There’s an email circulating — maybe you’ve seen it — that is so replete with factual inaccuracies that it cannot withstand even the slightest scrutiny. Here it is, with my debunking:
This is worth remembering, because it is true. It’s familiar territory, but those of you that graduated from school after the early 60’s were probably never taught this. Our courts have seen to that!
Fact: There is not a single court case which has mandated the teaching of historical inaccuracies.
Did you know that 52 of the 55 signers of “The Declaration of Independence” were orthodox, deeply committed, Christians? That they all believed in the Bible as the divine truth, the God of scripture, and His personal intervention.
Well, there were 56 signers, but we’ll let that slide. Maybe the writer of this email didn’t count the Catholic (Charles Caroll, of Maryland). In any event, not enough is known about each of the signers to conclude — without reservation — that they ALL "believed in the Bible as the divine truth, the God of scripture, and His personal intervention".
So let’s just focus on a couple of signers, one of whose name may be familiar to you — Thomas Jefferson. Jefferson was a self-proclaimed "deist", hardly what you would call an "orthodox, deeply committed" Christian. In fact, according to one Jefferson biographer:
Jefferson had real trouble with the Divinity of Christ and he had real trouble with the description of various events mentioned in both the New and the Old Testament so that he was an enlightened skeptic who was profoundly interested in the figure of Christ as a human being and as an ethical teacher. But he was not religious in any modern meaning of that word or any eighteenth century meaning of that word. He wasn’t a regular church goer and he never affiliated himself with a religious denomination–unlike Washington who actually did.
Moreover, Jefferson created his own version of the gospels; he was uncomfortable with any reference to miracles, so with two copies of the New Testament, he cut and pasted them together, excising all references to miracles, from turning water to wine, to the resurrection.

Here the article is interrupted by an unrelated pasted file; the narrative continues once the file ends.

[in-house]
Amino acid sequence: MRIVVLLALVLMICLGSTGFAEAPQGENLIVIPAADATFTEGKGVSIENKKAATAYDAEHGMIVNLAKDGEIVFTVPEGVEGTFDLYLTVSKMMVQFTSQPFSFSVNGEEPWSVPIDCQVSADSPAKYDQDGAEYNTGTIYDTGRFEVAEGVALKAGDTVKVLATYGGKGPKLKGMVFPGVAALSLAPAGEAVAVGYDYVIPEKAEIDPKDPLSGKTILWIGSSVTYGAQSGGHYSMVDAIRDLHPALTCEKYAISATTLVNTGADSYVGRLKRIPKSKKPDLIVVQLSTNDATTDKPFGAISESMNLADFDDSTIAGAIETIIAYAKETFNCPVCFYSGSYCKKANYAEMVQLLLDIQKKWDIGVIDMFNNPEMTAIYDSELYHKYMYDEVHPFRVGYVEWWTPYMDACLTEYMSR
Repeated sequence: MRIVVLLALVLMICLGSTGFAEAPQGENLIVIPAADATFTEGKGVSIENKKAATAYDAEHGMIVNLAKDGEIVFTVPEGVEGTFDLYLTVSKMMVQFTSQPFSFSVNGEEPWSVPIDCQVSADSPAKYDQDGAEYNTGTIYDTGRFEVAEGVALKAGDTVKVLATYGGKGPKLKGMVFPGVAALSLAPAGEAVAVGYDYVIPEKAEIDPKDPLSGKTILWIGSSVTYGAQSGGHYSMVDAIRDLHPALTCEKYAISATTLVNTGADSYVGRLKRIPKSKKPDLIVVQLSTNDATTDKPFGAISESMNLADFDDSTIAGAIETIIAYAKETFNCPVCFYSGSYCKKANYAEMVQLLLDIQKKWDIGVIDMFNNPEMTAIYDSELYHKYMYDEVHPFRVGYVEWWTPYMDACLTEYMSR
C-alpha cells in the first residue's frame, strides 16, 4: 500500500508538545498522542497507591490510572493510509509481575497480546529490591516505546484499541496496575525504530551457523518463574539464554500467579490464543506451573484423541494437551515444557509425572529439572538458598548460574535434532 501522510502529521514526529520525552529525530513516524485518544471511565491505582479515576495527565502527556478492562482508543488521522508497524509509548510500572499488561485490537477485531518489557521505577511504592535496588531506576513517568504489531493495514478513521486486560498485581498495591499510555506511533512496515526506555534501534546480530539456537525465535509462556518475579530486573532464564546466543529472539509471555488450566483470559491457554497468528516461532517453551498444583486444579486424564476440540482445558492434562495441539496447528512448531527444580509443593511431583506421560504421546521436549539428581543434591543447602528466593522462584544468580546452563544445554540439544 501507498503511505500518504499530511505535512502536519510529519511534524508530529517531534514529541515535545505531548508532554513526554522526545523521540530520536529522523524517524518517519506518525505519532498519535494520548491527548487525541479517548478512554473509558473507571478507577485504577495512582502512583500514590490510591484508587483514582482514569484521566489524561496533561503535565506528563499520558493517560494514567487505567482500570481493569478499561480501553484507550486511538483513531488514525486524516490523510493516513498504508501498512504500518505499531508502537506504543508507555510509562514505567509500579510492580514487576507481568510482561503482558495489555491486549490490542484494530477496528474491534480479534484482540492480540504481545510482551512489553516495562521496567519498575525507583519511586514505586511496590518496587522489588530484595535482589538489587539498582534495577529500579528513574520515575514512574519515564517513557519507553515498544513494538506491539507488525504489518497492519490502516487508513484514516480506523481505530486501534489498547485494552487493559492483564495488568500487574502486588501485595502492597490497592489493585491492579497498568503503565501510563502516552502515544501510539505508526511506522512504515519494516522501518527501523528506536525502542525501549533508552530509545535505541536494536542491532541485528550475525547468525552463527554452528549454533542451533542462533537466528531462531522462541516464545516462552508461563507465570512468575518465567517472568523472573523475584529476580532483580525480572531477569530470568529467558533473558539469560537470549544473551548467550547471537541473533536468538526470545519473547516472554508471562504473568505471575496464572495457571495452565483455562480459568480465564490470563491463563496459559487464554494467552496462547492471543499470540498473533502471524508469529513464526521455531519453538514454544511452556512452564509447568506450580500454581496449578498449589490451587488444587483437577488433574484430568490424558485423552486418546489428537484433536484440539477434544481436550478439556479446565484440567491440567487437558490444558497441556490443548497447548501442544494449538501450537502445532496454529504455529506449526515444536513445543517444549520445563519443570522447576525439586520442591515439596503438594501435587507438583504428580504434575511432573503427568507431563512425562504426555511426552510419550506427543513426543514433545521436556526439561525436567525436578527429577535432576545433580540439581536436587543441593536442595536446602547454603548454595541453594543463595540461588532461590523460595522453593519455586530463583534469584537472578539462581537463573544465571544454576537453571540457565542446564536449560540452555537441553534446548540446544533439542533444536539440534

Jefferson lack of religious scruples is, of course, significant because not only was he one of the signers of the Declaration of Independence — he actaully WROTE the damn thing.
Ben Franklin, another signer, was also a Deist and held similar views as Jefferson. John Adams rejected many fundamental doctrines of conventional Christianity, such as the Trinity and the divinity of Jesus, becoming a Unitarian.
But let’s turn to a contemporary historian to see what they were saying THEN about the makeup of the signers of the Declaration:
"Although it had its share of strenuous Christians… the gathering at Philadelphia was largely made up of men in whom the old fires were under control or had even flickered out. Most were nominally members of one of the traditional churches in their part of the country.. and most were men who could take their religion or leave it alone. Although no one in this sober gathering would have dreamed of invoking the Goddess of Reason, neither would anyone have dared to proclaim his opinions had the support of the God of Abraham and Paul. The Convention of 1787 was highly rationalist and even secular in spirit." (Clinton Rossiter, 1787; The Grand Convention, pp. 147-148.)
Back to the email….
It is the same Congress that formed the American Bible Society, immediately after creating the Declaration of Independence, the Continental Congress voted to purchase and import 20,000 copies of Scripture for the people of this nation.
Fact: Odd, because the Declaration was adopted in 1776, and the American Bible Society — according to its own website — was formed in 1816. As for importing the Bible, this happened in September 1777 (hardly "immediately" after the Declaration was "created"). The newly-minted United States was at war with Britain, and experiencing a shortage of many goods, due to blockades. There were few printing presses in America, and so all Bibles had to be imported (even before the war), and we certainly couldn’t import them from England.